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Old June 14th, 2008, 08:45 AM   #1
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Tips for Better Sound

In another thread Bill Davis posted:



And just because this thread represents something so very common - to wit, people wanting a piece of gear to solve problems by virtue of the simple fact of ownership - my advice is to think of all audio equipment as the equivalent of owning various musical instruments.

Doesn't matter how fine a quality violin, or trumpet you purchase and own - if you can't actually play it.

Good audio recording is 90 percent experience and technique and 10 percent tools.

Always has been, always will be.

Don't believe me? Give a qualified recordist $1000 and a B&H catalog and let them loose on a movie set. Then give a newbie TEN GRAND and the same catalog and set them loose.

Wanna bet on which one comes back with the better recordings?

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I agree with Bill's comments.

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It takes experience and practice to get good sound.

The proper techniques for using microphones are sometimes less than obvious.

We could all help by giving tips on how to get better sound.

My goal is for anyone with a tip to post it so that all can discuss the merits of the tip and also provide their own tips.

I feel that it would be helpful if we sequentially numbered the tips so we can discuss each tip easily.

These are not ordered in terms of their importance.
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1. Position the microphone as close to the sound as possible. A shotgun mic should not be thought of as a telephoto lens for sound.

2. If you can not get close to the sound source because the microphone will be in the shot, consider using a lavaliere or hidding a mic.

3. Whenever possible use a wired microphone instead of going wireless.

4. Do not position the microphone horizontonal, pointing at the speakers mouth. Instead, position the microphone above (preferred in many cases) or below.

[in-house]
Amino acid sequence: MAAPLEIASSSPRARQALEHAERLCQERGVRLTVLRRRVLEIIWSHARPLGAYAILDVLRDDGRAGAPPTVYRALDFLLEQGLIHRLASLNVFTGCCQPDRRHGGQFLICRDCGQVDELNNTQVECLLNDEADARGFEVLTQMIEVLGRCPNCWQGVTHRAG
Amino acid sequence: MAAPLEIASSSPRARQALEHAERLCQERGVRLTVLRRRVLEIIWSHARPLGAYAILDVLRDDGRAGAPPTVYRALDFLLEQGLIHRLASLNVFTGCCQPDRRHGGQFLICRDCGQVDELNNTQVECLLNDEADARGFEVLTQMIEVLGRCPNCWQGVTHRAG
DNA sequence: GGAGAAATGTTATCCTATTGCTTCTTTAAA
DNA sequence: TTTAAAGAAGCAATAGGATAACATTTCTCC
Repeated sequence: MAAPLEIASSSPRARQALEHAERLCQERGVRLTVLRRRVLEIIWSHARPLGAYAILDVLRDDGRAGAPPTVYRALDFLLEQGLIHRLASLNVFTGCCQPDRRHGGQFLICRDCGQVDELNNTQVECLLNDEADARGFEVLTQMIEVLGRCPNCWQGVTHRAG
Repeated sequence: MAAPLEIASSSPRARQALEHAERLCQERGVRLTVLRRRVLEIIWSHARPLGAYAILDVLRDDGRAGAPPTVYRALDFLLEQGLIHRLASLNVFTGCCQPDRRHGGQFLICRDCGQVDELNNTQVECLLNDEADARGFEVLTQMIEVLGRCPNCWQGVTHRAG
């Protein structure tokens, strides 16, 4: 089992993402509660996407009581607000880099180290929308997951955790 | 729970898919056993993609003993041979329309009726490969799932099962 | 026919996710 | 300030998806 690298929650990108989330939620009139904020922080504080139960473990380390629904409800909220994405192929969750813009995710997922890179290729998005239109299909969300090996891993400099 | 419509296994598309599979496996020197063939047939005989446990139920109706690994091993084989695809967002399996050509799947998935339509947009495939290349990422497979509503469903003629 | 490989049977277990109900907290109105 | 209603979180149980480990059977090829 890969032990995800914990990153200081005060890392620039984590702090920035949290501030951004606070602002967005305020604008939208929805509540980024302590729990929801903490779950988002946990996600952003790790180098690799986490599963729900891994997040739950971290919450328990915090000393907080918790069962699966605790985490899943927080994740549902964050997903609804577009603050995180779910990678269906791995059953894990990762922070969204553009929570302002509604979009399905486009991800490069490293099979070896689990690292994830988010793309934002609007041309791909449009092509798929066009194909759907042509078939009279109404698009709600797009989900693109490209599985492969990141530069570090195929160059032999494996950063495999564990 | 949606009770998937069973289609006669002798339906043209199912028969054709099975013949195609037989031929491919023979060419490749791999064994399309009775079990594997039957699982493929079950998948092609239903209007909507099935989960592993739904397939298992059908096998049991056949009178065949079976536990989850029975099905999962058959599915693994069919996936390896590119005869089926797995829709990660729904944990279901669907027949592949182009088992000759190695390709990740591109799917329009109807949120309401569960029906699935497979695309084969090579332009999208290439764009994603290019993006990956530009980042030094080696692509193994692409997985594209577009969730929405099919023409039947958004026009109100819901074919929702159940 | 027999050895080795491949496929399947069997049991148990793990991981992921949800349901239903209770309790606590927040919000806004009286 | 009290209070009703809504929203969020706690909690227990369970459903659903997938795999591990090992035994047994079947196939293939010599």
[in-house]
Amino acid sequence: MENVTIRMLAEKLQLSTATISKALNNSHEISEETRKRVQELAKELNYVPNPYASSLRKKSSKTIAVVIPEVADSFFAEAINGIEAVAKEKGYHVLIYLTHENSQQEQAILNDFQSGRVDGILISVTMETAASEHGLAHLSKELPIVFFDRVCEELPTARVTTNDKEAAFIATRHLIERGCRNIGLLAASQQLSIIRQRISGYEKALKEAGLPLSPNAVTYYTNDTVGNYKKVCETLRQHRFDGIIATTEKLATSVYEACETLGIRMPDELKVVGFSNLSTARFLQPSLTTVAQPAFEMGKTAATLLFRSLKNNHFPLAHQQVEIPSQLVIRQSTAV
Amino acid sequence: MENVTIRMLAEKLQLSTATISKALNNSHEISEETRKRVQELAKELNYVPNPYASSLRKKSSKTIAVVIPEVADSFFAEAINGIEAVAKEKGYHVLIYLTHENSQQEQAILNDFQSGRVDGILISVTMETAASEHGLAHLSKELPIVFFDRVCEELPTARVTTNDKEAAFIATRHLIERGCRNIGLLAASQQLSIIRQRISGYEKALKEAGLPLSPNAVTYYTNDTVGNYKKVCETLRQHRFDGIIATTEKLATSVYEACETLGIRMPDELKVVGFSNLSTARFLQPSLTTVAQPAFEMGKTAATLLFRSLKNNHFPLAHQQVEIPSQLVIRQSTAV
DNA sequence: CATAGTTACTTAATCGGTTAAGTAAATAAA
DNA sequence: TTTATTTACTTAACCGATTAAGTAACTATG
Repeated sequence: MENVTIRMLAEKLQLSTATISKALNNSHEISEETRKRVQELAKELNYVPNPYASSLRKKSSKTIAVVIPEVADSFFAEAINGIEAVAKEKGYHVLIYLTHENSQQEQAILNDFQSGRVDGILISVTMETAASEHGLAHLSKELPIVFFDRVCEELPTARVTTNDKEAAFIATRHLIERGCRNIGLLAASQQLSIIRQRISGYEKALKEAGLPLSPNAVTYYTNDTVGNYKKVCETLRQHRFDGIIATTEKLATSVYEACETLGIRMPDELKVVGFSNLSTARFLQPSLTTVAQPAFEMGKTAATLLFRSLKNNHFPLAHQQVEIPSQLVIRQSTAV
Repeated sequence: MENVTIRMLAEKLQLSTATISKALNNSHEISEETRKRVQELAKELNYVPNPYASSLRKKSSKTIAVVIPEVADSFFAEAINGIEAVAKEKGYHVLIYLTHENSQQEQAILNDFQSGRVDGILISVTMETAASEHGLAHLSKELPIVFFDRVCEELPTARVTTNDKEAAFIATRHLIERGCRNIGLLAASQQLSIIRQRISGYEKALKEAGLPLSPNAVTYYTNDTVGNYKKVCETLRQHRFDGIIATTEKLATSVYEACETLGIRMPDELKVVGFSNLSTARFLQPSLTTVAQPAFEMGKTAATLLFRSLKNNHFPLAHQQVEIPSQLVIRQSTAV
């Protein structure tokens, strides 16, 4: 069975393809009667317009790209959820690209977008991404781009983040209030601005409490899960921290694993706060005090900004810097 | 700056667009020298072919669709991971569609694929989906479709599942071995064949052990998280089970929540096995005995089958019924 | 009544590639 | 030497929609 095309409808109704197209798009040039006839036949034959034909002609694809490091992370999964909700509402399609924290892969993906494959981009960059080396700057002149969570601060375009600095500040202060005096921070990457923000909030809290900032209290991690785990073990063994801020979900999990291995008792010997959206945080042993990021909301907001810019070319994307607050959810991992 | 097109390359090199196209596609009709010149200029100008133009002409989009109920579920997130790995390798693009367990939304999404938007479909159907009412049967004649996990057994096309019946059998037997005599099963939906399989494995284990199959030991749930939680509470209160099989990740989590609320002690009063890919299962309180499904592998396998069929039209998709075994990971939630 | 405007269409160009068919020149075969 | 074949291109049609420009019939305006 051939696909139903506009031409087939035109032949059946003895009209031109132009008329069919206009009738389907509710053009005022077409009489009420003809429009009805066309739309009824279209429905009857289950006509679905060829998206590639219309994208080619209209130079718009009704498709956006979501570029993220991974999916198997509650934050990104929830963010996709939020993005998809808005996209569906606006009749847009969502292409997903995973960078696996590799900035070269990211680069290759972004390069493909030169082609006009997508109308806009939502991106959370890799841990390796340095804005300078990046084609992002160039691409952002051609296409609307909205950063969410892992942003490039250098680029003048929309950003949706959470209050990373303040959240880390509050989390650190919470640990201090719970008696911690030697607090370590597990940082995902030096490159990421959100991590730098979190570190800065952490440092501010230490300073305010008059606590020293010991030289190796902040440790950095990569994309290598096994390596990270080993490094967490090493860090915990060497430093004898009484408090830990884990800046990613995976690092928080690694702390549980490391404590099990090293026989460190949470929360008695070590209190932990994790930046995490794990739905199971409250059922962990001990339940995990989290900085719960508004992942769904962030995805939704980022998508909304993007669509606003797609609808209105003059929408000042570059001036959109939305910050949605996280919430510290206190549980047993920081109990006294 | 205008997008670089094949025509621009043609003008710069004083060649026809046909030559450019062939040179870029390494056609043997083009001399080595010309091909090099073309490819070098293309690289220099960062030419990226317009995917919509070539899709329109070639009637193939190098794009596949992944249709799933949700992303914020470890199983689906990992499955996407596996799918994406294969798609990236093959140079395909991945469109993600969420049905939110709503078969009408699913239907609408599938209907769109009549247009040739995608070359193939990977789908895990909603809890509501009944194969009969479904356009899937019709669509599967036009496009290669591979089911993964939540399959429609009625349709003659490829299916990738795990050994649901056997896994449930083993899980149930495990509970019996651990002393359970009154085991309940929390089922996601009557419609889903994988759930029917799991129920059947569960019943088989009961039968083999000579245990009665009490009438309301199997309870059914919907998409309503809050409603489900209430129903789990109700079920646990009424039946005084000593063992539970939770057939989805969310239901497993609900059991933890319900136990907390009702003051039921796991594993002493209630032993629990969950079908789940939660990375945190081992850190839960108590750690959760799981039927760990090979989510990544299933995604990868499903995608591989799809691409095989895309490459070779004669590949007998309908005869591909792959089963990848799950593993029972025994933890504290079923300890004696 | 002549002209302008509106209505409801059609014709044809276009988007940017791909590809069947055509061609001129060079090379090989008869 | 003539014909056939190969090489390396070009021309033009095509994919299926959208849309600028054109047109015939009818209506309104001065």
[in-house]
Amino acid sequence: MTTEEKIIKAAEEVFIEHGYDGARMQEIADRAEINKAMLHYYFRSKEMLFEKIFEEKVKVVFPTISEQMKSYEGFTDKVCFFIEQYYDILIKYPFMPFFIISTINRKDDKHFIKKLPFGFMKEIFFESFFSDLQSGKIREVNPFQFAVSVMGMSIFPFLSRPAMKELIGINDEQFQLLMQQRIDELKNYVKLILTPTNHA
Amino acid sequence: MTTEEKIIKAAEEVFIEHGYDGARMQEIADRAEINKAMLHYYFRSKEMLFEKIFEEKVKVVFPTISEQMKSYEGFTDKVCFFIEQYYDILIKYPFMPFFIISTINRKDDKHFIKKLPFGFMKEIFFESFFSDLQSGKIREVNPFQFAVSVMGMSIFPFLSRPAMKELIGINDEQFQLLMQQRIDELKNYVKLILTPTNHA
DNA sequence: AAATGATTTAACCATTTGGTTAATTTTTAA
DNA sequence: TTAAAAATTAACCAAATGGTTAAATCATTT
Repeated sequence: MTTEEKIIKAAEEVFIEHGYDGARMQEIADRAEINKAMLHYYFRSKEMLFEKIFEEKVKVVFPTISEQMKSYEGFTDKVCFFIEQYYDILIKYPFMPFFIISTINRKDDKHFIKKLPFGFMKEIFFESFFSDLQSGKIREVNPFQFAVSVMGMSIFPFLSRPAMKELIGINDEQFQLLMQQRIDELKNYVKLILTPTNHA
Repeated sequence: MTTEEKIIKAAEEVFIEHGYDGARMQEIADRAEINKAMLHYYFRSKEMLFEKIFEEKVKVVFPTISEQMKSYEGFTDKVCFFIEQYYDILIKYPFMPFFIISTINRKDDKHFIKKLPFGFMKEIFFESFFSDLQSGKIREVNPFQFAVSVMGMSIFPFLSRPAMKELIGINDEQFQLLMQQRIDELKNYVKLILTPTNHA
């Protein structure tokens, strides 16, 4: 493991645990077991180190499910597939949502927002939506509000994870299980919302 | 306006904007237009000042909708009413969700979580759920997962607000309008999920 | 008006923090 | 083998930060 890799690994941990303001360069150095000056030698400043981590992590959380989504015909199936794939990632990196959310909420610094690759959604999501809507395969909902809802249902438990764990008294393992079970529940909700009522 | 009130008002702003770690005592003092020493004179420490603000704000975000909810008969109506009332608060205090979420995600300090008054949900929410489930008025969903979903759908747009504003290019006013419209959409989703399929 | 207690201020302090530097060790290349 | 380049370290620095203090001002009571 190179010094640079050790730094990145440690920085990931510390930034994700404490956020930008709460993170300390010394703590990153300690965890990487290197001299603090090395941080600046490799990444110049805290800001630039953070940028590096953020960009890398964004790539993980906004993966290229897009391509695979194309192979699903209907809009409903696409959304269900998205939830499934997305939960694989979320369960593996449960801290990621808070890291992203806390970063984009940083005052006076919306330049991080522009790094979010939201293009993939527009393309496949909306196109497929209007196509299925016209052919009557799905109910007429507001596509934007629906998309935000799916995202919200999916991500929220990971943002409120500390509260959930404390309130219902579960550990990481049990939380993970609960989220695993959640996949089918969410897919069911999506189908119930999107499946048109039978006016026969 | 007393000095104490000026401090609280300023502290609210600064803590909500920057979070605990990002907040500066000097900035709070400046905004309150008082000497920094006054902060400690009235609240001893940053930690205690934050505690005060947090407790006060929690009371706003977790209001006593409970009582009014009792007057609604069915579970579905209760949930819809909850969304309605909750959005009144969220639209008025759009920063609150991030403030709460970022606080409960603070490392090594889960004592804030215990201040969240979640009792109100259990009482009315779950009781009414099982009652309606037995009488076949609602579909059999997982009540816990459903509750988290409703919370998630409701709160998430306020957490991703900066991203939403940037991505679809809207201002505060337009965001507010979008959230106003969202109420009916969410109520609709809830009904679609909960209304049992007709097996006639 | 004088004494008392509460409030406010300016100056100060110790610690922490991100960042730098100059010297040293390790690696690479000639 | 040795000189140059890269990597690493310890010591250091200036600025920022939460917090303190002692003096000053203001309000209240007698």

5. Always monitor your sound via headphones.

6. Use a separate person for sound. Let the camera operator concentrate on the camera and the other person to concentrate on sound.

7. Learn each microphone's "Polar Pattern". For example, a shotgun microphone will obtain sound from the front, the sides and the back, but at different levels, and the levels depend on the frequencies of the sound.

8. No one microphone suits all situations. For example, the worlds best studio microphone is usually not the best choice for field recording.

9. Dialog recording is usually done in mono.

10. An omni lavaliere is usually preferred over a cardioid lavaliere for most applications.

11. Setting the levels is critical. In the digital world, going over 0dB destroys your sound.

12. If at all possible, record each micrphone to a separate track. This is especially true for any wireless microphone. If you combine (mix) multiple wireless microphones into one track, interference or a dropout may destroy the entire track.

13. Remember that if you point a microphone at a sound source, you will get that sound plus the sounds on the far side of the source, plus sounds from behind the micrphone in many cases.

You may be able to reposition the microphone so as to minimize these sounds. In many cases, this involves repositioning yourself as well as the microphone.

14. Removing unwanted sounds in post, such as road noise, airplanes, and echos can be extremely hard, or impossible. In many cases, attempting to remove an objectionable noise can render your sound track useless.

This by no means is a complete (or ordered) list. I hope others will join in with their favorite tips so we can all learn from each other.
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Old June 14th, 2008, 12:32 PM   #2
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Quote:
Originally Posted by Dan Keaton View Post

3. Whenever possible use a wired microphone instead of going wireless.
Dan:

I don't agree with this at all. Maybe a better way of saying this (because I suspect this is what you meant), would be:

3. Use a double diversity wireless, if that isn't possible, try using a wired microphone over wireless.